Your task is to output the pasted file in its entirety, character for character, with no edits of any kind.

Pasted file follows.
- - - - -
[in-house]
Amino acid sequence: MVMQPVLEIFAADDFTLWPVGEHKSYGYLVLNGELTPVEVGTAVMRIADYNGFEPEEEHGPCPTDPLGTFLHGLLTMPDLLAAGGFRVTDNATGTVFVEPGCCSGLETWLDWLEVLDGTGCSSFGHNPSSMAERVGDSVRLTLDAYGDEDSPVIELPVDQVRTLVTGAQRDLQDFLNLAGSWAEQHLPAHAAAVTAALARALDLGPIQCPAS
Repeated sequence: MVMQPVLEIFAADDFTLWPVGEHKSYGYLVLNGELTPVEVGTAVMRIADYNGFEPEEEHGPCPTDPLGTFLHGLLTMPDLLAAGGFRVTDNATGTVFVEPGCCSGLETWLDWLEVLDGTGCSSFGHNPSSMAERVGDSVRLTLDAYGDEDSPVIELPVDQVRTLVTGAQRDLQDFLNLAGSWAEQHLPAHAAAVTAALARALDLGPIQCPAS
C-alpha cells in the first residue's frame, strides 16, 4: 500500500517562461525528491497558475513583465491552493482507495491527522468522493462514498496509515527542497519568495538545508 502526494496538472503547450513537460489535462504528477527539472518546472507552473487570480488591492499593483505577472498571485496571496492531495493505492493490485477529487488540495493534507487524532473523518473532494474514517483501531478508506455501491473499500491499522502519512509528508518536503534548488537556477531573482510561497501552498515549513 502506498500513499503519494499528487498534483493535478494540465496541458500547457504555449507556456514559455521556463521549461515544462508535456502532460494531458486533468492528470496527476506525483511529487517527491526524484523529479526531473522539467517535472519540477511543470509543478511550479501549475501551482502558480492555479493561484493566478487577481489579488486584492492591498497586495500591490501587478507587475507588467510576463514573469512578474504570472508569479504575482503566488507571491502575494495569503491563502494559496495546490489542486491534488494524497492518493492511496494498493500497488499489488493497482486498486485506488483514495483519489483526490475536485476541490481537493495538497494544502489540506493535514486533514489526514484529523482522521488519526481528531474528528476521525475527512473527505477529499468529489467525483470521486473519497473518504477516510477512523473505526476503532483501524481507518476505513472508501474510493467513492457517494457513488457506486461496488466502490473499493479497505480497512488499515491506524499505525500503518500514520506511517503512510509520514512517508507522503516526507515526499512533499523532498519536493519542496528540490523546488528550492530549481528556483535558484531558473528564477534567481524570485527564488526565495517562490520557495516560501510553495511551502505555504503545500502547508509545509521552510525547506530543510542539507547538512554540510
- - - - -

[in-house]
Amino acid sequence: MVMQPVLEIFAADDFTLWPVGEHKSYGYLVLNGELTPVEVGTAVMRIADYNGFEPEEEHGPCPTDPLGTFLHGLLTMPDLLAAGGFRVTDNATGTVFVEPGCCSGLETWLDWLEVLDGTGCSSFGHNPSSMAERVGDSVRLTLDAYGDEDSPVIELPVDQVRTLVTGAQRDLQDFLNLAGSWAEQHLPAHAAAVTAALARALDLGPIQCPAS
Repeated sequence: MVMQPVLEIFAADDFTLWPVGEHKSYGYLVLNGELTPVEVGTAVMRIADYNGFEPEEEHGPCPTDPLGTFLHGLLTMPDLLAAGGFRVTDNATGTVFVEPGCCSGLETWLDWLEVLDGTGCSSFGHNPSSMAERVGDSVRLTLDAYGDEDSPVIELPVDQVRTLVTGAQRDLQDFLNLAGSWAEQHLPAHAAAVTAALARALDLGPIQCPAS
C-alpha cells in the first residue's frame, strides 16, 4: 500500500517562461525528491497558475513583465491552493482507495491527522468522493462514498496509515527542497519568495538545508 502526494496538472503547450513537460489535462504528477527539472518546472507552473487570480488591492499593483505577472498571485496571496492531495493505492493490485477529487488540495493534507487524532473523518473532494474514517483501531478508506455501491473499500491499522502519512509528508518536503534548488537556477531573482510561497501552498515549513 502506498500513499503519494499528487498534483493535478494540465496541458500547457504555449507556456514559455521556463521549461515544462508535456502532460494531458486533468492528470496527476506525483511529487517527491526524484523529479526531473522539467517535472519540477511543470509543478511550479501549475501551482502558480492555479493561484493566478487577481489579488486584492492591498497586495500591490501587478507587475507588467510576463514573469512578474504570472508569479504575482503566488507571491502575494495569503491563502494559496495546490489542486491534488494524497492518493492511496494498493500497488499489488493497482486498486485506488483514495483519489483526490475536485476541490481537493495538497494544502489540506493535514486533514489526514484529523482522521488519526481528531474528528476521525475527512473527505477529499468529489467525483470521486473519497473518504477516510477512523473505526476503532483501524481507518476505513472508501474510493467513492457517494457513488457506486461496488466502490473499493479497505480497512488499515491506524499505525500503518500514520506511517503512510509520514512517508507522503516526507515526499512533499523532498519536493519542496528540490523546488528550492530549481528556483535558484531558473528564477534567481524570485527564488526565495517562490520557495516560501510553495511551502505555504503545500502547508509545509521552510525547506530543510542539507547538512554540510